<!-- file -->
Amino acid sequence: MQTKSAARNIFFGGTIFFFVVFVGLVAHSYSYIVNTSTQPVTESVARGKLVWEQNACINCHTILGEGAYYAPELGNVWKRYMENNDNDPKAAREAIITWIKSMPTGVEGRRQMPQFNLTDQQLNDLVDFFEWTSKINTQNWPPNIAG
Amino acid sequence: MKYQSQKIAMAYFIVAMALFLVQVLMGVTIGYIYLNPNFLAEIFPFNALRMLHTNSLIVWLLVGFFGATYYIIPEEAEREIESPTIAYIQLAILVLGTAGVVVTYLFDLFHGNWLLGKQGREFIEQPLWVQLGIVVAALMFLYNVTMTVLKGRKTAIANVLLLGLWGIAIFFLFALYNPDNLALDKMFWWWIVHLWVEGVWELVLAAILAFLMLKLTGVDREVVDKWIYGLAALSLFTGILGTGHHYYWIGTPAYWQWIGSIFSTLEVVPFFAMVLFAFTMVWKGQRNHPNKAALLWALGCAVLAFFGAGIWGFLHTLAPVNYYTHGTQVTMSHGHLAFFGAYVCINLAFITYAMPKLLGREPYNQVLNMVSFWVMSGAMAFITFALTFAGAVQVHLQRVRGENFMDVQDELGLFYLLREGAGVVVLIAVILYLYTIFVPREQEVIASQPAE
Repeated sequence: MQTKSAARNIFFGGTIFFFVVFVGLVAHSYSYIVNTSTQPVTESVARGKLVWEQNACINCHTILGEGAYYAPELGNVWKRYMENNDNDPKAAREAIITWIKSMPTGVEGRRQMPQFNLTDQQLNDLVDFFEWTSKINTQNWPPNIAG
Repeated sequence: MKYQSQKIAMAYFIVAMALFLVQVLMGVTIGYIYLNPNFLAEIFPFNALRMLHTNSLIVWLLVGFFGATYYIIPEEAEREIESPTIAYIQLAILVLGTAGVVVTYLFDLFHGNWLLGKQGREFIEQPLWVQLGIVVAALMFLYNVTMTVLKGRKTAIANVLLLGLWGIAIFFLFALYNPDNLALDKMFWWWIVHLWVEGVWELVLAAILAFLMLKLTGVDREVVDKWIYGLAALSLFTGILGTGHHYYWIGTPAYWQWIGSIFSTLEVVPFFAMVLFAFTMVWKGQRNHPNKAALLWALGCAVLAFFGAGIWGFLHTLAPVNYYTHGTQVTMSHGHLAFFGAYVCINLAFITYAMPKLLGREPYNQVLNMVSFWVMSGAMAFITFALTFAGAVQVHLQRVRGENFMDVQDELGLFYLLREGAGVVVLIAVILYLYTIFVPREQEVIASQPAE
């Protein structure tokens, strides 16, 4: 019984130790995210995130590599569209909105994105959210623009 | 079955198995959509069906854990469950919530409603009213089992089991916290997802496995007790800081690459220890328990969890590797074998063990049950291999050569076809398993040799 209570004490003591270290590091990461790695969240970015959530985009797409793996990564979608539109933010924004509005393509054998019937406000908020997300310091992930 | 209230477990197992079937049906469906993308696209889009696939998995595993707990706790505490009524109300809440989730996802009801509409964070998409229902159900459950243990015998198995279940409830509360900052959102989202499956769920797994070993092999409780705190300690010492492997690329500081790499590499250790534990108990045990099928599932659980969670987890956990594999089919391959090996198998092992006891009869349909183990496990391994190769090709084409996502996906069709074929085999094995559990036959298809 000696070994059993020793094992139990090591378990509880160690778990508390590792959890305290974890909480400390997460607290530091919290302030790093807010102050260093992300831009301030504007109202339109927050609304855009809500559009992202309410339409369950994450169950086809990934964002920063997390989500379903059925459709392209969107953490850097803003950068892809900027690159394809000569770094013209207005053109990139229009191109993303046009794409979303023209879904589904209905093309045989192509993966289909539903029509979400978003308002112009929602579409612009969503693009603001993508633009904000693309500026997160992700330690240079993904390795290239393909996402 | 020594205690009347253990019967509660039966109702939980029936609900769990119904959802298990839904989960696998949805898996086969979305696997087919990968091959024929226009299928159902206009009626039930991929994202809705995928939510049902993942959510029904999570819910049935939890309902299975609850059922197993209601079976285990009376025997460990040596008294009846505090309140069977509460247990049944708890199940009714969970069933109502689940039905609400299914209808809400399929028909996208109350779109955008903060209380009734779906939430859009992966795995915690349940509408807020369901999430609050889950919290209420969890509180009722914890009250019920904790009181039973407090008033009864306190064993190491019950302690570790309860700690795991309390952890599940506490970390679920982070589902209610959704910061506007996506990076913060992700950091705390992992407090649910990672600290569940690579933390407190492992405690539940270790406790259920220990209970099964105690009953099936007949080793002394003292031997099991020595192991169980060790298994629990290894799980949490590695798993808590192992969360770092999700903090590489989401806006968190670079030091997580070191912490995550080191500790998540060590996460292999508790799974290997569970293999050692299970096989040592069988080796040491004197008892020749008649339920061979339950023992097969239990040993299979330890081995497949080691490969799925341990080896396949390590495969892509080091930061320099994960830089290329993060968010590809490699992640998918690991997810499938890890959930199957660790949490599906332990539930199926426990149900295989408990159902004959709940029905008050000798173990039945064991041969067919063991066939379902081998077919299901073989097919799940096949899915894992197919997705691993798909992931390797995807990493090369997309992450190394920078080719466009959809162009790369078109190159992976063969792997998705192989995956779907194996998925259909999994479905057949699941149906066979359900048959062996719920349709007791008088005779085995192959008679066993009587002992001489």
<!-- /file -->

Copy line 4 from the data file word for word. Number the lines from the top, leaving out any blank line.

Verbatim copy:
Repeated sequence: MKYQSQKIAMAYFIVAMALFLVQVLMGVTIGYIYLNPNFLAEIFPFNALRMLHTNSLIVWLLVGFFGATYYIIPEEAEREIESPTIAYIQLAILVLGTAGVVVTYLFDLFHGNWLLGKQGREFIEQPLWVQLGIVVAALMFLYNVTMTVLKGRKTAIANVLLLGLWGIAIFFLFALYNPDNLALDKMFWWWIVHLWVEGVWELVLAAILAFLMLKLTGVDREVVDKWIYGLAALSLFTGILGTGHHYYWIGTPAYWQWIGSIFSTLEVVPFFAMVLFAFTMVWKGQRNHPNKAALLWALGCAVLAFFGAGIWGFLHTLAPVNYYTHGTQVTMSHGHLAFFGAYVCINLAFITYAMPKLLGREPYNQVLNMVSFWVMSGAMAFITFALTFAGAVQVHLQRVRGENFMDVQDELGLFYLLREGAGVVVLIAVILYLYTIFVPREQEVIASQPAE